Via Ed Morrissey, this is a significant blow to the Obama administration’s so-called compromise on the birth control mandate. The Catholic Health Association was a key supporter of Obamacare, and provided the administration with Catholic cover by initially supporting the mandate compromise. But after a long review, the CHA has decided that the administration’s accommodations don’t go far enough. USA Today reports:
President Obama’s support for his signature health care act took a fresh hit Friday. The Catholic Health Association, the nation’s largest private health care provider, has rebuffed the latest White House moves to make its contraception coverage mandate more acceptable to Catholics and conservative evangelicals, according to Religion News Service.
The CHA was a critical voice in getting the Affordable Care Act passed in 2009. Sister Carol Keehan, head of CHA, drew standing ovations from progressive Catholics.
The CHA expressed lingering concerns about aspects of the mandate in a letter to HHS on Friday.
On Monday, 12 suits were filed in federal court by 43 Catholic institutions, including the University of Notre Dame, Catholic University, and the archdioceses of New York and Washington. The suits are an effort to overturn the Department of Health and Human Service’s mandate for contraception, sterilization and abortion-inducing drugs under the Affordable Care Act — a regulation that forces Catholic hospitals, universities and charities to act in ways that violate their conscience and the teachings of their church.
“The government … cannot justify its decision to force Notre Dame to provide, pay for, and/or facilitate access to these services in violation of its sincerely held religious beliefs,” Notre Dame’s lawsuit argues. “If the government can force religious institutions to violate their beliefs in such a manner, there is no apparent limit to the government’s power… The First Amendment also prohibits the Government from becoming excessively entangled in religious affairs and from interfering with a religious institution’s internal decisions concerning the organization’s religious structure, ministers, or doctrine. The U.S. Government Mandate tramples all of these rights.”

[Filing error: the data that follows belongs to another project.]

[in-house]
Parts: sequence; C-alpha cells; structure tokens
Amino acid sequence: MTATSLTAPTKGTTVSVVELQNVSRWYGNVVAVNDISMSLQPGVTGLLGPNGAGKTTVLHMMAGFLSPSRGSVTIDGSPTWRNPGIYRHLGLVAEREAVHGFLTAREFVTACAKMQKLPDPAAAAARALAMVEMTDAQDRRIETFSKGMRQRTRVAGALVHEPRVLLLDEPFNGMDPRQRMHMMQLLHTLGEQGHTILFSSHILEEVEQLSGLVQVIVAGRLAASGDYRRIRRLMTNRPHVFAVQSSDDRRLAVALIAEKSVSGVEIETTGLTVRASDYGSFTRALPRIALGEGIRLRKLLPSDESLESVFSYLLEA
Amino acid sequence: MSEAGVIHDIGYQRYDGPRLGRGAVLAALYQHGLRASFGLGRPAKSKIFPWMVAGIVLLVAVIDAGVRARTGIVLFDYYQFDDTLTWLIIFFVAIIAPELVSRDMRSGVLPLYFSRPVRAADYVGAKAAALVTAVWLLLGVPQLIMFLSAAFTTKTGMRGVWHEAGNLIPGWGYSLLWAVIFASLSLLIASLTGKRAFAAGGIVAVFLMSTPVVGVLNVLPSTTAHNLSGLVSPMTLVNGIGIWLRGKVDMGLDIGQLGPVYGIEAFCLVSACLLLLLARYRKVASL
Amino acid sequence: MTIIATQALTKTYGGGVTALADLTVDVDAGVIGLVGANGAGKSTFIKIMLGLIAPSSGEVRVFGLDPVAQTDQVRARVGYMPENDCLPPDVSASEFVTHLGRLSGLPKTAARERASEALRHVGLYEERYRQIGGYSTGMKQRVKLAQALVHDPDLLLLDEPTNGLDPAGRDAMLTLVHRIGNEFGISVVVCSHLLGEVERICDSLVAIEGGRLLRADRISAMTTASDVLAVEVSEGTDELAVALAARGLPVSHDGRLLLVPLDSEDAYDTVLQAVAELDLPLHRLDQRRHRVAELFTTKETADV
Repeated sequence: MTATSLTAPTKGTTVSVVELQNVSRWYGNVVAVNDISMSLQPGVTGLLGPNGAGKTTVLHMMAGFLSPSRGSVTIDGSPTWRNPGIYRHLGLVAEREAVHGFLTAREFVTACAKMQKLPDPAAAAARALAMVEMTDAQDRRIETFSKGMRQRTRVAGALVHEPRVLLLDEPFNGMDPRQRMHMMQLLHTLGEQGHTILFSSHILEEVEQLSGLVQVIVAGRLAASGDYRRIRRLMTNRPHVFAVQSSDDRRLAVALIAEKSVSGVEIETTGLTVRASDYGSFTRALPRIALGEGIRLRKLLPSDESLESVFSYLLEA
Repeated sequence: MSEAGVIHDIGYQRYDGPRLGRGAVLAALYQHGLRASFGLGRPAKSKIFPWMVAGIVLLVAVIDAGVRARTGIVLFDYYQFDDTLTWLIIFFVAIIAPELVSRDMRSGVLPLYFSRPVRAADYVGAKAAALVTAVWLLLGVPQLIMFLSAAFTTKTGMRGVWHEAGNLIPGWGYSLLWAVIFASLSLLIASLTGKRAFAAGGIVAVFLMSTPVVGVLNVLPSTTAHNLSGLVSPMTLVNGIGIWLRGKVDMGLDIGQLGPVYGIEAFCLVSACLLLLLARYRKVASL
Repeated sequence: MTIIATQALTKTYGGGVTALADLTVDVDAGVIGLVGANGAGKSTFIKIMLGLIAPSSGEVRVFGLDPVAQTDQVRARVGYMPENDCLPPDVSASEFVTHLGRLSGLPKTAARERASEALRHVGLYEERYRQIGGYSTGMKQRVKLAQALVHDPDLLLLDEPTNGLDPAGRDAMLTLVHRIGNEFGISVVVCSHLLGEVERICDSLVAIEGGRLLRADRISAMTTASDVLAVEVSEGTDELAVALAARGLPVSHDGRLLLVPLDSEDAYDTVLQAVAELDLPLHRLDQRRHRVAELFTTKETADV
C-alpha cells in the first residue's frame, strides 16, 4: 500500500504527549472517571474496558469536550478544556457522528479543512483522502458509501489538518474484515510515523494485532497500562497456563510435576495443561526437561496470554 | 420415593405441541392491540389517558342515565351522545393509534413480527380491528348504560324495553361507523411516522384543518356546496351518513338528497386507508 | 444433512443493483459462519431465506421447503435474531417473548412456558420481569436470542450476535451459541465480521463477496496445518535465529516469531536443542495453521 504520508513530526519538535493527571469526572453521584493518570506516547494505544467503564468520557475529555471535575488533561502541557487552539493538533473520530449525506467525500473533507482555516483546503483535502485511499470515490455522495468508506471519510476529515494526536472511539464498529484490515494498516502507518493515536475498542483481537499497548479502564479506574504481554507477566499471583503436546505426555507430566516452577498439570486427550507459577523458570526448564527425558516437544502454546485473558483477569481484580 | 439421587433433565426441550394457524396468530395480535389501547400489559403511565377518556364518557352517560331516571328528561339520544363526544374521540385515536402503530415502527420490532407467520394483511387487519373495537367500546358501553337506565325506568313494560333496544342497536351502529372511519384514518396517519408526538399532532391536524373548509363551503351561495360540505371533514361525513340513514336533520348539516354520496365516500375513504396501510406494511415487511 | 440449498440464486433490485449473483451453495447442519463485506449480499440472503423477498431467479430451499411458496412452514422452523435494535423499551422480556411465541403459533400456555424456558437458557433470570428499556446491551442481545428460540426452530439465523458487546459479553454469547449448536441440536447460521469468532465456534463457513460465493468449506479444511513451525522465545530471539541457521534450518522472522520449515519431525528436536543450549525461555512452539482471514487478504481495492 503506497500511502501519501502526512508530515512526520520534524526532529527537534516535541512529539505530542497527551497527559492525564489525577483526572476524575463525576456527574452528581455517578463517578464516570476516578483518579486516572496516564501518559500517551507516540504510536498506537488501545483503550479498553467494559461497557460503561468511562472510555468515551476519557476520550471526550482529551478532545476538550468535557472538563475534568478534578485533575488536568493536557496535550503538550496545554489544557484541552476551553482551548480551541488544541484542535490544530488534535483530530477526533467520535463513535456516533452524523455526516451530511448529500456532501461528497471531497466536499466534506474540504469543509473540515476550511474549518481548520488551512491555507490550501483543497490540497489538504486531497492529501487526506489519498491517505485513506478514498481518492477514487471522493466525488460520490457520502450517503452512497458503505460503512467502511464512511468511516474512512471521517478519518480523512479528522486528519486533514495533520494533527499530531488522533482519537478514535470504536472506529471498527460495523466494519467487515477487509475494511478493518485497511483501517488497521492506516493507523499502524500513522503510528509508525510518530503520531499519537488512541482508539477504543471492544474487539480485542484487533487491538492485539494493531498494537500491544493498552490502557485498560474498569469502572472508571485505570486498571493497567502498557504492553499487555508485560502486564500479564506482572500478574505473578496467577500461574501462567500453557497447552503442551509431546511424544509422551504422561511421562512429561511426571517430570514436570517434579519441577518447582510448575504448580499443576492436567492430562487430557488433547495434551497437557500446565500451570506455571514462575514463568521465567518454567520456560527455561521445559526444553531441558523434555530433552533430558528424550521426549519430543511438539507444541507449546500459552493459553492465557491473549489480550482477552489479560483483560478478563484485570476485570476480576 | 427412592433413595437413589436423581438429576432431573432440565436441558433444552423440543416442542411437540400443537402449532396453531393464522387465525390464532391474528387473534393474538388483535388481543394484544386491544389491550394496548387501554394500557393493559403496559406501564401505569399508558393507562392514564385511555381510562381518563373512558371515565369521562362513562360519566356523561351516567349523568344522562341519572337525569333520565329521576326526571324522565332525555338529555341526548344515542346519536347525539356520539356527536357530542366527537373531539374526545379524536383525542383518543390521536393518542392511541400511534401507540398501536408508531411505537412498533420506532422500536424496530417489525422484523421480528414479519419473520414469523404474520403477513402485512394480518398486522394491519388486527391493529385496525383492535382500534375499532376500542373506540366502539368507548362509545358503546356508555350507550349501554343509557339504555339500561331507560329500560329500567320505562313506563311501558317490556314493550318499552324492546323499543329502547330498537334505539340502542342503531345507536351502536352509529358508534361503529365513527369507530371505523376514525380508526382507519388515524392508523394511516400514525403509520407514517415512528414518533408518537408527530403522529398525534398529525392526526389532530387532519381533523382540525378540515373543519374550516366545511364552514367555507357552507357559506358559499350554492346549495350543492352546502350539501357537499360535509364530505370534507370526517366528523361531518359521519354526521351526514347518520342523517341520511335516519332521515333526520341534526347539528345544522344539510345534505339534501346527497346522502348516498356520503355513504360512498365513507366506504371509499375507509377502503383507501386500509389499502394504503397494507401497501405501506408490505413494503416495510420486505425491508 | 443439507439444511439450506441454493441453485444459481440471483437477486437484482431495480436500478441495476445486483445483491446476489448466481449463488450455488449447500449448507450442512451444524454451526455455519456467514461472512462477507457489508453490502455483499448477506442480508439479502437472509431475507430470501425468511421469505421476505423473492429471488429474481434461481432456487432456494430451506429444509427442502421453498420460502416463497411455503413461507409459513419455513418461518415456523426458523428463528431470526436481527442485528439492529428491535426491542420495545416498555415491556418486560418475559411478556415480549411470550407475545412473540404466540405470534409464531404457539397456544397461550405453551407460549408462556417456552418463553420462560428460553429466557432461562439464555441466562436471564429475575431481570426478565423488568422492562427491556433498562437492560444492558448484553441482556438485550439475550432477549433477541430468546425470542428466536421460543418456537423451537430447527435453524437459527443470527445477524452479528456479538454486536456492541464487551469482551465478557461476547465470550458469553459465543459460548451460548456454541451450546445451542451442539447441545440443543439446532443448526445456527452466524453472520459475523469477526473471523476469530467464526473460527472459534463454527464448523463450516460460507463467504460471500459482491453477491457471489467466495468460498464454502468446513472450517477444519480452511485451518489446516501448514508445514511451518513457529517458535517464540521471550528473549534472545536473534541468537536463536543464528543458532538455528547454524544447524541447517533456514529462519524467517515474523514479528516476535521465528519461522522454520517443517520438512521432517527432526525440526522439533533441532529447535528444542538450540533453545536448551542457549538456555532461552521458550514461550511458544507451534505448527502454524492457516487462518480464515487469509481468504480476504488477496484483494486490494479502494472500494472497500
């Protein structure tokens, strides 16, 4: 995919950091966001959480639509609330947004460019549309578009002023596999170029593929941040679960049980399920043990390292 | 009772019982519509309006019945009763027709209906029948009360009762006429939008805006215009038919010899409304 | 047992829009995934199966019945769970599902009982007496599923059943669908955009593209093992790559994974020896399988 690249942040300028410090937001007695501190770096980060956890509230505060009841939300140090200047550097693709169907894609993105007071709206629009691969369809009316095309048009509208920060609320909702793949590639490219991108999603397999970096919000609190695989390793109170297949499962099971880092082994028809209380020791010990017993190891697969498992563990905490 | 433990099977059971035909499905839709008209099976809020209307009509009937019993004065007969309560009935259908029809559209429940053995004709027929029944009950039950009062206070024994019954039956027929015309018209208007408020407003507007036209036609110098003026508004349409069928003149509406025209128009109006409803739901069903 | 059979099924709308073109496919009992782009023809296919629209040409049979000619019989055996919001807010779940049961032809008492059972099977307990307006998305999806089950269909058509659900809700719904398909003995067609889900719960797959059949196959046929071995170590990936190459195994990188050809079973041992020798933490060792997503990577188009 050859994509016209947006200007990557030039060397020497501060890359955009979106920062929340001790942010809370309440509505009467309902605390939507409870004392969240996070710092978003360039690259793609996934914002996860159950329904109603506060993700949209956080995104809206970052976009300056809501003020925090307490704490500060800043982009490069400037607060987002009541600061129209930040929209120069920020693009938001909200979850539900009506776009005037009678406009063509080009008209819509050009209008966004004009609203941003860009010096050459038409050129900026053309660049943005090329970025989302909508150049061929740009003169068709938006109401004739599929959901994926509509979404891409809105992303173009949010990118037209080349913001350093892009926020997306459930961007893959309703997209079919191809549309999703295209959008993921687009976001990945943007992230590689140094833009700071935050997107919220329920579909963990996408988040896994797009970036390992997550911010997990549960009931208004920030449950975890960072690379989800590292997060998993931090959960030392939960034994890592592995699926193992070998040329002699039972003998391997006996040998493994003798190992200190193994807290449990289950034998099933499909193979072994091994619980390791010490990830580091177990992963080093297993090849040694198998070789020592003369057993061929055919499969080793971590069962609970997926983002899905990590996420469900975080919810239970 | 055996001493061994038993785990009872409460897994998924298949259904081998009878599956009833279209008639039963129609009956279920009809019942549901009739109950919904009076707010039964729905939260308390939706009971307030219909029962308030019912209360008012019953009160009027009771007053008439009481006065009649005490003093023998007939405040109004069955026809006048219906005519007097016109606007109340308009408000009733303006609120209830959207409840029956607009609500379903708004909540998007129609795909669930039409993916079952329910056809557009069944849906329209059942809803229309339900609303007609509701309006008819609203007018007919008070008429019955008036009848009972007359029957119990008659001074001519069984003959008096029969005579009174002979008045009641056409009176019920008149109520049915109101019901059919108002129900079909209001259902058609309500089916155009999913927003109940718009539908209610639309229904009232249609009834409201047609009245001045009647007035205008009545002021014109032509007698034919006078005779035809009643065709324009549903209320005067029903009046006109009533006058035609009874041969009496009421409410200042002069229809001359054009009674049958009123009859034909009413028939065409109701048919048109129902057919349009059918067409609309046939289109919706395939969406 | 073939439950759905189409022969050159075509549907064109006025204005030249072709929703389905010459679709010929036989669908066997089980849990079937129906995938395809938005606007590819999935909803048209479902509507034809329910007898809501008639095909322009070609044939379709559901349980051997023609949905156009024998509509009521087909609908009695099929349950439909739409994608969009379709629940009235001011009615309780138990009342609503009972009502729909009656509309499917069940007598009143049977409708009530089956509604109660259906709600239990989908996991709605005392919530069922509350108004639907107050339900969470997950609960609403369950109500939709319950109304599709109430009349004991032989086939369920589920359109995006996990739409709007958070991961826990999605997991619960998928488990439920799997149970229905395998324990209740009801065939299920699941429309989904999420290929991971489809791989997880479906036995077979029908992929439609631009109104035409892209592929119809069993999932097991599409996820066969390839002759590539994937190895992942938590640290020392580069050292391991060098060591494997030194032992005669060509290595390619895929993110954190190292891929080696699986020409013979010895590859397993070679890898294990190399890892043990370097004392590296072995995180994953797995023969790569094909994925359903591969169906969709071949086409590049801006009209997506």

The University of Notre Dame, is should be said, is not an institution that is naturally hostile to President Obama. After all, it awarded Obama an honorary degree in 2009. Read More
More than 40 religious institutions, included Catholic universities and charities, filed simultaneous lawsuits against the Obama administration’s birth control mandate yesterday, As The Hill reports, the biggest threat to the mandate in court is a 1993 religious freedom law, which was originally introduced by the late Sen. Ted Kennedy and then-Rep. Chuck Schumer, of all people:
RFRA sailed through Congress with broad bipartisan support in response to an unpopular decision by the Supreme Court that was seen as curbing Native Americans’ religious freedom to use peyote, a traditional hallucinogen.
Now it will force the government to prove that federal regulators did not have another way to expand women’s access to birth control that would be less burdensome on religion — an argument experts say conservatives can win.
The law puts the onus on the federal government to show that it had a compelling interest in requiring Catholic employers to provide birth control coverage, and that it couldn’t have achieved these aims another way. The Hill reports that legal experts think this case is solid:
The Public Religion Research Institute, recently in the news for its survey on Catholic attitudes toward the Obama administration’s decision to include religious institutions in its contraception mandate, today released the findings of its polling on American Jewish values: “Chosen for What? Jewish Values in 2012,” a report based on its recent survey of 1,004 self-identified American Jews. Here is one of the key findings highlighted by the report:
When asked which qualities are most important to their Jewish identity, nearly half (46 percent) of American Jews cite a commitment to social equality, twice as many as cite support for Israel (20 percent) or religious observance (17 percent). Fewer than 1-in-10 say that a sense of cultural heritage and tradition (6 percent) or a general set of values (3 percent) are most important to their Jewish identity.